Of far more recent vintage is the story surrounding Rolling Stone reporter Michael Hasting’s story on General McChrystal and his staff. Hastings, doing his job as a journalist, was able to ferret out one of the root causes behind all of the dysfunction in this country’s efforts in Afghanistan—divergent opinions within the command and an abiding lack of respect between McChrystal and his staff and the President and his staff.
Whatever you may think about the propriety of this kind of reporting about a working general in a war zone, what is at least as fascinating is how many so-called journalists took on Hastings for reporting the story in the first place. Their claim was the same as Hoynes’ complaint to me: that this kind of reporting only cuts off access and makes everyone else’s job all that much more difficult.
The problem with this mentality is that it makes the journalists complicit in creating the story the subject wants told and not the story that needs to be told. In other words, they become public relations tools of the subjects they cover rather than working journalists trying to find the truth. When the issues are so central to this country’s well being, it’s a very dangerous relationship. It matters little your political leanings to understand that if reporters are looking the other way when government officials are behaving badly, the country suffers.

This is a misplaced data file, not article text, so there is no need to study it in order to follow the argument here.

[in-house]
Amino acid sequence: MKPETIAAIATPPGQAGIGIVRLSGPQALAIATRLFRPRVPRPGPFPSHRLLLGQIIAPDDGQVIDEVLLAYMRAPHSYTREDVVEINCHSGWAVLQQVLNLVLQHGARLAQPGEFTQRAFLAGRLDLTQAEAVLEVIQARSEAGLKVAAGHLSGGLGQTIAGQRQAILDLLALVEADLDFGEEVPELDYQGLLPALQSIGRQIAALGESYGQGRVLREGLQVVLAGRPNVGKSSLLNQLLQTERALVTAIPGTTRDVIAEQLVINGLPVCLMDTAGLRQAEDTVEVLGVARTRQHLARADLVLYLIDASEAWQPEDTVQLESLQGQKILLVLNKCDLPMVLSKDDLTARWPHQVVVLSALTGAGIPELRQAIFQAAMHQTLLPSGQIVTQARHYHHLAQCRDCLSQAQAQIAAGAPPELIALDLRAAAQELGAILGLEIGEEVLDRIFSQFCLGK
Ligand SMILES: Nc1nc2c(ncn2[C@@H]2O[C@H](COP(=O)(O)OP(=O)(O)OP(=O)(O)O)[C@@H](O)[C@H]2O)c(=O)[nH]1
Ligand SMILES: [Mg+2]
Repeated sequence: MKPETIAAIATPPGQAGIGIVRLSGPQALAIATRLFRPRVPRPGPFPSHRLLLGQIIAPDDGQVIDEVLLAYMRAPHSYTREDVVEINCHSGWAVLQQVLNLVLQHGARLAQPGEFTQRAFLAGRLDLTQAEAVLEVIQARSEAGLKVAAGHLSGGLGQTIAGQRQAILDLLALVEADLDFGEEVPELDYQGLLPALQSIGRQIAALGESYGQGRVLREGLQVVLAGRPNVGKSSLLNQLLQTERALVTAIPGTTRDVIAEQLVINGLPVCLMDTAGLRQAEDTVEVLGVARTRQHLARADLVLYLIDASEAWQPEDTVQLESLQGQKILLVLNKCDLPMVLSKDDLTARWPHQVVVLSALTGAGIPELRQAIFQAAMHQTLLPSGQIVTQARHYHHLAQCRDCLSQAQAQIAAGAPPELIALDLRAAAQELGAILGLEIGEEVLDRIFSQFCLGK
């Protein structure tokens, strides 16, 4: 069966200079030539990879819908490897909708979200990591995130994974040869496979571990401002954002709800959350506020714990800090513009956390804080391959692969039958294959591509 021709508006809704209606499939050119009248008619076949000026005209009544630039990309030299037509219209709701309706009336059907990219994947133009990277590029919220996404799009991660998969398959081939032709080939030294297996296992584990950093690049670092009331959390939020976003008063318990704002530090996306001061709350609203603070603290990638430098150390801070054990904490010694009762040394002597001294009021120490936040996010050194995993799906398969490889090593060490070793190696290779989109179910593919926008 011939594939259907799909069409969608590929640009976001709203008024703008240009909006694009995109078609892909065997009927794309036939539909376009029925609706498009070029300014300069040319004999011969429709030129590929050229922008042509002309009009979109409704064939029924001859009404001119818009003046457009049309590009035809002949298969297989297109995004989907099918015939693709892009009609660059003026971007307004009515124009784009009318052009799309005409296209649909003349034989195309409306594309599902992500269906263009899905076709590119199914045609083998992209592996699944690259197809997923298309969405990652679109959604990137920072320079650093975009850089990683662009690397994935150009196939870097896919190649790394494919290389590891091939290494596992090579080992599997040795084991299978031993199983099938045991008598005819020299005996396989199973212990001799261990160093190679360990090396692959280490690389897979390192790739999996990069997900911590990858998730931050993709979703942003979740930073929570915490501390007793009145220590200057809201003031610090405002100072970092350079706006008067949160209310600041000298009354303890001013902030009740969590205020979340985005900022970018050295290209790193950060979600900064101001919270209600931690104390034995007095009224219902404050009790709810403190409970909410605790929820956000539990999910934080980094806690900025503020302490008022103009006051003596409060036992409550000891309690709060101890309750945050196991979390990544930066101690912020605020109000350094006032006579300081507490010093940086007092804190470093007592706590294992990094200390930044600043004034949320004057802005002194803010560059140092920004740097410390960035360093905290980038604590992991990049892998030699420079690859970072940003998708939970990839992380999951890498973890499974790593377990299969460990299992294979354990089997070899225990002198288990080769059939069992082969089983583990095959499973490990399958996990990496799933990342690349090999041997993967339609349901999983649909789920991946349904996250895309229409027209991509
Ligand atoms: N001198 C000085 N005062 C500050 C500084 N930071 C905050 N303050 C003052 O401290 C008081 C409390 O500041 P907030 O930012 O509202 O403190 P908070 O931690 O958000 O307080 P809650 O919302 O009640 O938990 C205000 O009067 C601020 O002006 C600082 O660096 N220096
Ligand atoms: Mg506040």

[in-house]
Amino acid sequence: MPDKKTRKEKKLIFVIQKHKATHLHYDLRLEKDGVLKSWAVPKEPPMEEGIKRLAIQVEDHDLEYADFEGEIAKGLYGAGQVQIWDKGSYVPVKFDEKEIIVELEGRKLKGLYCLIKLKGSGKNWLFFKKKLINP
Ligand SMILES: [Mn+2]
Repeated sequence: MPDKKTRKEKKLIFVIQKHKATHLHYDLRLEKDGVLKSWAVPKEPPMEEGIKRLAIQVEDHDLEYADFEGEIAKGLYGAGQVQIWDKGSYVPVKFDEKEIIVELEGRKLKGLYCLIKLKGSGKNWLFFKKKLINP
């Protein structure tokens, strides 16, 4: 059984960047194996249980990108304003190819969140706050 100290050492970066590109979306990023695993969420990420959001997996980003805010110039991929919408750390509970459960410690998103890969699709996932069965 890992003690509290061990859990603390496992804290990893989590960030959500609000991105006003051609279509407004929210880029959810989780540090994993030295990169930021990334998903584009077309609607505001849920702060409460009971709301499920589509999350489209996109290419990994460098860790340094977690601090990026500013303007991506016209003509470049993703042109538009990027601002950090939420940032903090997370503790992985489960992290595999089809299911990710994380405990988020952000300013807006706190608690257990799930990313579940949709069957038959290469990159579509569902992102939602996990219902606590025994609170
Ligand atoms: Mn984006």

Sports may be different because they don’t come with such serious ramifications, but let’s not kid ourselves that this is all harmless. LeBron James, like Tiger Woods, is an economic engine that helps line the pockets of dozens of people, from the bar owner outside Quicken Loans arena, to the publishers of the local paper who depend on readership of their stories about him to drive advertising revenue.
But in trying to preserve their access to this cash cow, all the reporters, including Worjanowski, instead helped make James into the monster they now condemn. It may have been the primary responsibility of James’ mother, James’ agents, James’ sponsors, James’ buddies, to tell him to grow up and act like a man, but it was also the responsibility of the journalists covering him to call him out on that very topic each and every time they witnessed him being a jerk. And every time they didn’t, it emboldened James to newer and greater heights of jerkdom.
The Akronites and Clevelanders I talk with these days are all saying the same thing about James: it was his right to go wherever he wanted but they don’t like the way he handled it. Accepting the premise, it’s not hard to understand why James didn’t handle it the right way. No one, including alleged journalists like Jim Gray, was there to tell him otherwise